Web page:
The sun was setting. It was still hot. ‘Why are we here?’, I asked myself – feeling out of place. The party was of the garden variety. Chaotic, it left us swimming, but not as fish. This was not our biotope; not hers, not mine, not anymore. Nothing here was organic – everyone was forced in their place.
Agnes and I were still a ‘we’ then. She was the answer to my question.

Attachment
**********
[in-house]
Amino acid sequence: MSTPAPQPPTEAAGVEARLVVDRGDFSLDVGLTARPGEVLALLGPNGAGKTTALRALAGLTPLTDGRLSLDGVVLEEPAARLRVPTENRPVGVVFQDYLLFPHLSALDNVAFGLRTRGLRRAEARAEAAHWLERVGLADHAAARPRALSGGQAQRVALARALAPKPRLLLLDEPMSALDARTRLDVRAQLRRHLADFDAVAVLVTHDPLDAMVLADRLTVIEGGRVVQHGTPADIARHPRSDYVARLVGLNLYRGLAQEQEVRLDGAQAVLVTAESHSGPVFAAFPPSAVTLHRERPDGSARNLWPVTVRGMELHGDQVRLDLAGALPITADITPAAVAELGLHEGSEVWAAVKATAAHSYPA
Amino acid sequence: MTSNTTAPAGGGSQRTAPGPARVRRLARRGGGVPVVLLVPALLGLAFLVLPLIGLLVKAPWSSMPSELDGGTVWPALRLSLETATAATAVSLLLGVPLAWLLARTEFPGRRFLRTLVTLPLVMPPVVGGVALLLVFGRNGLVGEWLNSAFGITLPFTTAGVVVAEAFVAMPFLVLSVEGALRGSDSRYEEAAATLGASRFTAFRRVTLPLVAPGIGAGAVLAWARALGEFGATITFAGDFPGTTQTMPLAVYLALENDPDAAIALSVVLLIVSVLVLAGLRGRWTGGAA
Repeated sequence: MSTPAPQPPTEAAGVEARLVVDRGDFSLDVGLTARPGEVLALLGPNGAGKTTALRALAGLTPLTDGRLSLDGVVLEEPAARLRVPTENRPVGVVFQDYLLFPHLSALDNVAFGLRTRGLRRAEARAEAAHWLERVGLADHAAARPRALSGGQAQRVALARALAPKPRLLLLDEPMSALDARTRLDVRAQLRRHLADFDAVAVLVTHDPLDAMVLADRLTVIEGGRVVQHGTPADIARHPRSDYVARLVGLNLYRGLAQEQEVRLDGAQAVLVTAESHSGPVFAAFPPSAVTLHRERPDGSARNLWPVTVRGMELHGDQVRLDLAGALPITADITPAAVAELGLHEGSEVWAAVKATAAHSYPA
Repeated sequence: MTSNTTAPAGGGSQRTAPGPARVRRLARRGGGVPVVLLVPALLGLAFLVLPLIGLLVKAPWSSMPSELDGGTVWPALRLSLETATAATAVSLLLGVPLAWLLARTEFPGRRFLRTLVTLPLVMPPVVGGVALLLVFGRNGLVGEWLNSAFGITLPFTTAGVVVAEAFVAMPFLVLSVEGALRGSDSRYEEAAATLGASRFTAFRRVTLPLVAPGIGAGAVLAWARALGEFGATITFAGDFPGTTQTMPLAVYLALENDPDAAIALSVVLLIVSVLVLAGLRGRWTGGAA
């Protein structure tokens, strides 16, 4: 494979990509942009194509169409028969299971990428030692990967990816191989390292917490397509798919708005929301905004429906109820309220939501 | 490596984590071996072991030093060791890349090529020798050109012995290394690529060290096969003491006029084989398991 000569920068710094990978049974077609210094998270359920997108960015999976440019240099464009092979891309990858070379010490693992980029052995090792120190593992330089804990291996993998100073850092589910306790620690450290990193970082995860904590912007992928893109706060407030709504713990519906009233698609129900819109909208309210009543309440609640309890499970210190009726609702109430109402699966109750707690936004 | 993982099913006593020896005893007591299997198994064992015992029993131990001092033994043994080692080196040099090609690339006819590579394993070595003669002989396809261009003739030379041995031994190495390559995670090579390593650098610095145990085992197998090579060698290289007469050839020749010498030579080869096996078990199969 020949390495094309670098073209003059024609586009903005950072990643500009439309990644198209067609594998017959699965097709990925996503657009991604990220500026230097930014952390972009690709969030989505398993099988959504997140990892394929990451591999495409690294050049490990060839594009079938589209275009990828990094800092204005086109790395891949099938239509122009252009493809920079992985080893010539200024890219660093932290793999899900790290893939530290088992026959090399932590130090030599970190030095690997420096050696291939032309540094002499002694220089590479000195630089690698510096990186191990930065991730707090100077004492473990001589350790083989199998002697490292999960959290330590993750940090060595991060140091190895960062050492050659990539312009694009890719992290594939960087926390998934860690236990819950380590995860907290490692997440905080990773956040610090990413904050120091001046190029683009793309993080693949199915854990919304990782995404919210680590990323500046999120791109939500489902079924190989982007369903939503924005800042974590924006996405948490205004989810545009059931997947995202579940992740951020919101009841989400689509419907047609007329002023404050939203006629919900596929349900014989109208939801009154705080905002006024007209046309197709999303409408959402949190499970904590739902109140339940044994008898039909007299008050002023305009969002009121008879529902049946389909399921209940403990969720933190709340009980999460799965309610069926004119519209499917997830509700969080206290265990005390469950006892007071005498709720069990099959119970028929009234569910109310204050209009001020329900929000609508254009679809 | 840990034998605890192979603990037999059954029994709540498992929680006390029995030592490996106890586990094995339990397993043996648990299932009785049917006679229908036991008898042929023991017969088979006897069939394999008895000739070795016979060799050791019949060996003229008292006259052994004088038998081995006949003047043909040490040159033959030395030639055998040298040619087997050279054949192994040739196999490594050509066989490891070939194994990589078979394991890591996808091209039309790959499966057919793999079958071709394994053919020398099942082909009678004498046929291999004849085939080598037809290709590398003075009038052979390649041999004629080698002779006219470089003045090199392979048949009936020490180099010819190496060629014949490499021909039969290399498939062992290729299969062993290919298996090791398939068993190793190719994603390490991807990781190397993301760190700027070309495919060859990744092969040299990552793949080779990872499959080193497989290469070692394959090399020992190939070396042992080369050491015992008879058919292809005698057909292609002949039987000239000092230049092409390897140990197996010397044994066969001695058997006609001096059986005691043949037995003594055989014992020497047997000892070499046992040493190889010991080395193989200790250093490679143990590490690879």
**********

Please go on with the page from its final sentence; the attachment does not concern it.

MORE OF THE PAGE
Here I was, sitting under a tree, a beautiful red beech, for the happiness of Agnes. Its deep red foliage protected me from the sun. I felt organically connected to it – like the ferns growing green in its shade. This fixation shielded me from the attention of others. Eagerly they went hither and thither. They were even more foreign to Agnes than they were to me. The odor of their sweat was all around as they were trying to connect to the hive. They belonged to another order, looking for themselves in the reflection of the others. It was a garden party – with emphasis on neither garden nor party – where the guests crawled around in Brownian motion; convinced of being part of a master plan. In my idealistic world, I remained slowly yellow, without the urge to leave the beech.